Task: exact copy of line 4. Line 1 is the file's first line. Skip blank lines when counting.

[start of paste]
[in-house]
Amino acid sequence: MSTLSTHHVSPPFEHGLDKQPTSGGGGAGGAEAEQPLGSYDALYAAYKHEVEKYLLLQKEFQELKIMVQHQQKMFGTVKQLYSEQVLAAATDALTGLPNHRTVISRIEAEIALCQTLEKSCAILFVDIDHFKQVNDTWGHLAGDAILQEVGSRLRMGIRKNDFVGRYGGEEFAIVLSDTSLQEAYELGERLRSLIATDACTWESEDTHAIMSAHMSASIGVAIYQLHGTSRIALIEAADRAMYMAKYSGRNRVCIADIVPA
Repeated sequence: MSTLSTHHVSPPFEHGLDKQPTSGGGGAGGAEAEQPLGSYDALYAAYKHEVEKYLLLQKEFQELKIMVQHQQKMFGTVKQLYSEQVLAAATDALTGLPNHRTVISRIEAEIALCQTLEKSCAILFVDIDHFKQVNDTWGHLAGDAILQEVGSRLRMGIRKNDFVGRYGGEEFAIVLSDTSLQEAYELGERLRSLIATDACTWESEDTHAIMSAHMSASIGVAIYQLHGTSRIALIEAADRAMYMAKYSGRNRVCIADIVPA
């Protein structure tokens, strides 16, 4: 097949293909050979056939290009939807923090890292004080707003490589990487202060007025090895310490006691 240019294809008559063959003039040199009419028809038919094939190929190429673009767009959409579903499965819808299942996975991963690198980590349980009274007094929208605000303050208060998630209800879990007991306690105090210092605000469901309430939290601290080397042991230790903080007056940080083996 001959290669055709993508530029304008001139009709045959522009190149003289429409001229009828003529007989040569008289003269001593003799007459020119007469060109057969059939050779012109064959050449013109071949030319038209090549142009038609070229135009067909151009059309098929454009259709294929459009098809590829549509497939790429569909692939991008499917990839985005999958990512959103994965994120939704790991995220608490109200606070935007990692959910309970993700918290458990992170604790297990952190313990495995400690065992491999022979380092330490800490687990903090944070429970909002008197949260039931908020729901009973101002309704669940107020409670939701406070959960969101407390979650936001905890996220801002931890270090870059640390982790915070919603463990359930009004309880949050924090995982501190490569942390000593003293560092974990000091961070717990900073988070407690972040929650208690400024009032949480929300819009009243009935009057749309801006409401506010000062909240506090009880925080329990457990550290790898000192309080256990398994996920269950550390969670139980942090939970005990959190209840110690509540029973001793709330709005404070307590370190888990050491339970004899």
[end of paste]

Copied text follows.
């Protein structure tokens, strides 16, 4: 097949293909050979056939290009939807923090890292004080707003490589990487202060007025090895310490006691 240019294809008559063959003039040199009419028809038919094939190929190429673009767009959409579903499965819808299942996975991963690198980590349980009274007094929208605000303050208060998630209800879990007991306690105090210092605000469901309430939290601290080397042991230790903080007056940080083996 001959290669055709993508530029304008001139009709045959522009190149003289429409001229009828003529007989040569008289003269001593003799007459020119007469060109057969059939050779012109064959050449013109071949030319038209090549142009038609070229135009067909151009059309098929454009259709294929459009098809590829549509497939790429569909692939991008499917990839985005999958990512959103994965994120939704790991995220608490109200606070935007990692959910309970993700918290458990992170604790297990952190313990495995400690065992491999022979380092330490800490687990903090944070429970909002008197949260039931908020729901009973101002309704669940107020409670939701406070959960969101407390979650936001905890996220801002931890270090870059640390982790915070919603463990359930009004309880949050924090995982501190490569942390000593003293560092974990000091961070717990900073988070407690972040929650208690400024009032949480929300819009009243009935009057749309801006409401506010000062909240506090009880925080329990457990550290790898000192309080256990398994996920269950550390969670139980942090939970005990959190209840110690509540029973001793709330709005404070307590370190888990050491339970004899």